The best time to have hormone testing is after you have been experiencing symptoms of perimenopause, including but not limited to the following:

  • 6-12 months of irregular menstrual periods,
  • hot flashes, and
  • vaginal dryness,

Some women may also experience mood swings, weight gain, and sleep disturbance.

What are the first signs of perimenopause?

The first sign of perimenopause is irregular menstrual cycles.

Cycles tend to become shorter than usual due to the high FSH.

Another common symptom of perimenopause is hot flashes.

As estrogen levels drop, the hypothalamus (which regulates body temperature) becomes more sensitive to changes in body temperature.

What if you have symptoms, but your blood tests are normal?

If you have perimenopausal symptoms, but your FSH and estradiol level are normal, you are likely just in the early stages of the menopausal transition.

You do not need a blood test to be diagnosed as menopausal or perimenopausal.

You are likely perimenopausal if you are symptomatic, experiencing irregular periods, hot flashes, night sweats, fatigue, and vaginal dryness.

Be sure to speak with your doctor to ensure no other medical conditions are causing your symptoms.

What Is The Accuracy Of The Menopause blood test?

While blood tests are generally accurate in diagnosing menopause, there can be some false-negative results.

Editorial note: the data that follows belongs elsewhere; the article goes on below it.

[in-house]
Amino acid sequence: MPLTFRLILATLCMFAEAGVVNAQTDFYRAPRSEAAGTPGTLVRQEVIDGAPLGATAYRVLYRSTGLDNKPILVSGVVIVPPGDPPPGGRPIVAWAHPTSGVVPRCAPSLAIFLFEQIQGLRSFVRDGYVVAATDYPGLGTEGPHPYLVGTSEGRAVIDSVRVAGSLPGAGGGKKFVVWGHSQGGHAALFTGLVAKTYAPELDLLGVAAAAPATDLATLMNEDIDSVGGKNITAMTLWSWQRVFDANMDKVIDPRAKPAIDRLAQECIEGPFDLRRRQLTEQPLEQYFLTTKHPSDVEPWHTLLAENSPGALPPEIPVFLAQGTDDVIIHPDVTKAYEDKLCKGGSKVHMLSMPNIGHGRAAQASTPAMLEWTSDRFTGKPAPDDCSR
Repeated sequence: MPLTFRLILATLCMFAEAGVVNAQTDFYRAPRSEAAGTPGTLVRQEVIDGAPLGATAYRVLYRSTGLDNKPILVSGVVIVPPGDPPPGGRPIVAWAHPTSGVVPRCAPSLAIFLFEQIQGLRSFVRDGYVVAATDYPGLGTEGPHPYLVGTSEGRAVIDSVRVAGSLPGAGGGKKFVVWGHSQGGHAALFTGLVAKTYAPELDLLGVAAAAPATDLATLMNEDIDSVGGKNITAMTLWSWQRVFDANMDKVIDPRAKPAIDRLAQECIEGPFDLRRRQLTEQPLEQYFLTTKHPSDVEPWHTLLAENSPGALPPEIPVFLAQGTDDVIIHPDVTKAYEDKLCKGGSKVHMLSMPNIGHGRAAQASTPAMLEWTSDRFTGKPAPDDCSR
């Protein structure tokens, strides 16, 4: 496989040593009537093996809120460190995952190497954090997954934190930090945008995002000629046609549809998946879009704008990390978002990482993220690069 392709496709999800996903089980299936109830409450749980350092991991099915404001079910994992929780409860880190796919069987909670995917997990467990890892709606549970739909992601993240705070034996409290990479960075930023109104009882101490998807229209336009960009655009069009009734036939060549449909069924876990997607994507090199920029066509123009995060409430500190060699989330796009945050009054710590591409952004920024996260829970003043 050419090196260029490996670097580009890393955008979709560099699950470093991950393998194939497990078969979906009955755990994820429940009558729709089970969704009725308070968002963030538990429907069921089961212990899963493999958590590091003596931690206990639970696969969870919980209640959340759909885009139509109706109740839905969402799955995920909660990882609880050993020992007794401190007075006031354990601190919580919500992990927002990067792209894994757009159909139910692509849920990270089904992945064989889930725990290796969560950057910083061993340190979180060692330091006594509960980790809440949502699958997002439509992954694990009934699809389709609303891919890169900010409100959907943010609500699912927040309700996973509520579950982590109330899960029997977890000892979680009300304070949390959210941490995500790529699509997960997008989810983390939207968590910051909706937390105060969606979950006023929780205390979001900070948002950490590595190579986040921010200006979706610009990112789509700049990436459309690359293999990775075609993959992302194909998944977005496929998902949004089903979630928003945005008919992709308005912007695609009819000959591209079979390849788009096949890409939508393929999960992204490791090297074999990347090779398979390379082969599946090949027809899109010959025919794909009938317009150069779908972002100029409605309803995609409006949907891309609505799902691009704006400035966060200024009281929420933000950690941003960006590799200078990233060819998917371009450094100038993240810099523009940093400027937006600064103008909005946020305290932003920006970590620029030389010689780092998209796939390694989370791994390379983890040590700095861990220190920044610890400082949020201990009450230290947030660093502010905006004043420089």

A false-negative means that the test indicates you are not in menopause when you are. False-negative results are more likely to occur if you are in the early stages of perimenopause.

If you are experiencing symptoms of menopause, and your FSH level is high, you are most likely going through menopause. In this case, the blood test would be considered accurate.

Always speak with your healthcare provider to understand what treatment options are available.

Is It Possible To Be In Early menopause?

The average age of menopause in the United States is 51.

However, some women may experience premature ovarian insufficiency, which is when the ovaries stop functioning before the age of 40.

Unfortunately, we don’t always know why some women go into premature menopause, but possible causes include:

  • Fragile X
  • Autoimmunity against your adrenal glands
  • Other genetic abnormalities

Final Words On Perimenopause Testing

With two simple blood hormone tests, we can quickly and effectively make a diagnosis of menopause.

Now I want to hear from you.

Are you experiencing perimenopause symptoms?

Did you have a blood test?

Comment below and let me know.

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Brittany Robles, MD, MPH, CPT

Brittany Robles is a full-time OBGYN physician, a NASM certified trainer, and a prenatal and postnatal fitness specialist. She holds a Master of Public Health degree in maternal health with a special interest in exercise and nutrition. She is also the co-author of The White Coat Trainer. Learn more about her here.

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  1. Burger HG. Diagnostic role of follicle-stimulating hormone (FSH) measurements during the menopausal transition–an analysis of FSH, oestradiol and inhibin. Eur J Endocrinol. 1994 Jan;130(1):38-42. doi: 10.1530/eje.0.1300038. PMID: 8124478.
  2. Peacock K, Ketvertis KM. Menopause. [Updated 2022 Aug 11]. In: StatPearls [Internet]. Treasure Island (FL): StatPearls Publishing; 2022 Jan-. Available from:
  3. Chen MN, Lin CC, Liu CF. Efficacy of phytoestrogens for menopausal symptoms: a meta-analysis and systematic review. Climacteric. 2015 Apr;18(2):260-9. doi: 10.3109/13697137.2014.966241. Epub 2014 Dec 1. PMID: 25263312; PMCID: PMC4389700.